While there is some effort involved in cleaning and maintaining your wading boots, none of the steps are difficult or complicated. Once you establish a cleaning procedure that works for you, taking care of your boots will merge into your post-fishing routine and you won’t think twice about it.
1. Scrub Your Wading Boots Stream-Side to Remove Mud, Debris, and Invasive Species “Hitch Hikers”
All you need is a stiff-bristled brush and some elbow grease. After you exit the river for the day, you can either take your boots off right then and there for cleaning or change into your street shoes at your vehicle.
Use your brush and the water in the stream to scrub away any mud, sand, and algae or anything else you picked up during the day. Closely inspect the seams, laces, and tread to make sure you didn’t miss anything. Then, give your boots a thorough rinse inside and out and let the water drain. Give them a few shakes and you’re good to go!
2. Disinfect Your Wading Boots at Home
If you fish in waters that have known invasive species like New Zealand mud snails, hydrilla, and didymo, or diseases like Whirling disease, it’s important to follow state or federally issued guidelines on how to disinfect your fishing gear. You’ll have to do a little research or call your local wildlife agencies to learn what’s required.
In addition to doing your part to keep local streams healthy, regularly disinfecting your wading boots is also a great way to eliminate bacteria that could lead to foul odors, mold, or fungus.
The easiest way to disinfect your wading boots is to submerge them in hot water at least 140 degrees for a minimum of three minutes. If the hot water heater in your home is set high enough, the water from your sink will suffice. If not, boil a pot of water and pour it over your boots in the sink or in a wash basin. Many clubs are also installing “cleaning stations” for removing unwanted invasives.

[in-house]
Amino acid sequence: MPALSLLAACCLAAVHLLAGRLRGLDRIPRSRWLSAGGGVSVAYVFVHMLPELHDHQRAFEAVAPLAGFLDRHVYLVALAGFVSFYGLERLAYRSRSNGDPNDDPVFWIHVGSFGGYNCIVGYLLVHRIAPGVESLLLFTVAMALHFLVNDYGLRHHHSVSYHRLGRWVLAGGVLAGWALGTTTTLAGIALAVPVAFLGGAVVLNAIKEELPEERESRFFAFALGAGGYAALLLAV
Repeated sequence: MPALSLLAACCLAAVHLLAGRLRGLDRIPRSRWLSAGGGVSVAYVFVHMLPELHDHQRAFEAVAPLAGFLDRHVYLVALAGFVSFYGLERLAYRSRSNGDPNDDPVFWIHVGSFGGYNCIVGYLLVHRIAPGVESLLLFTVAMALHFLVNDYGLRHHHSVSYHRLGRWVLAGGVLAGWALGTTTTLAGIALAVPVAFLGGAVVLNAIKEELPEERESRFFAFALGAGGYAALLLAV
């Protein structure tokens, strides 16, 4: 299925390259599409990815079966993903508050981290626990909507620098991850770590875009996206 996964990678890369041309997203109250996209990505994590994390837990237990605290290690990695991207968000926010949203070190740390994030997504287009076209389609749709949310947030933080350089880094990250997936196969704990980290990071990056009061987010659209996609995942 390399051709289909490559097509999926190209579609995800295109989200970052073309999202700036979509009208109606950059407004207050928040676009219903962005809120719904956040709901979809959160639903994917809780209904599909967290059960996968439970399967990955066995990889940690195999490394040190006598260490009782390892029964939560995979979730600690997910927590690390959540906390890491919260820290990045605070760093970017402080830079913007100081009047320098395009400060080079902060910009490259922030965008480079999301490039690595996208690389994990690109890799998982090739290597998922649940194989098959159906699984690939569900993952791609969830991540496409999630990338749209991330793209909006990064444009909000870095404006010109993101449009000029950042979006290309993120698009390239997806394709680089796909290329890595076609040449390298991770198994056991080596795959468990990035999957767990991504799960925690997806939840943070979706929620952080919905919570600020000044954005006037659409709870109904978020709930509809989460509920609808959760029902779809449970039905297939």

Another option is to freeze your wading boots for at least 48 hours to kill any microorganisms present. Simply stick your wading boots in a garbage bag and place them in the freezer chest freezers are great for this. Don’t forget to thaw them out before your next trip!
3. Allow Your Boots to Drain and Dry Completely Before Storing
After you scrub and disinfect your wading boots, you must allow them to dry completely to reduce the potential for bacterial growth. Direct sunlight is the best way to dry your boots, but don’t leave them out longer than needed as overexposure to UV rays can damage materials.
If sunny days aren’t in the forecast, boot dryers are a great option. If you don’t have a boot dryer, here’s a hack to use your clothes dryer to get the job done.
- Tie the laces of your two wading boots together.
- Hold your boots by the laces and hang them over the door of your clothes dryer so that the boots are inside the dryer.
- Close the dryer door so that it pinches the boot laces and holds the boots in place using the knot as a stopper. The boots will be hanging inside the dryer so they won’t interfere with the spinning drum.
- Run a normal drying cycle and voila! Dry boots!
Clean Boots Live Longer
Taking care of your boots can greatly extend their life to get the most out of your purchase. Remember to check with your local authorities to learn exactly what to do so you don’t accidentally spread invasive species. And if you don’t have a pair of wading boots you love yet, check out our guide to the best wading boots currently on the market!
Go to Each of the individual STATES water protection through the US Fish and Wildlife Website.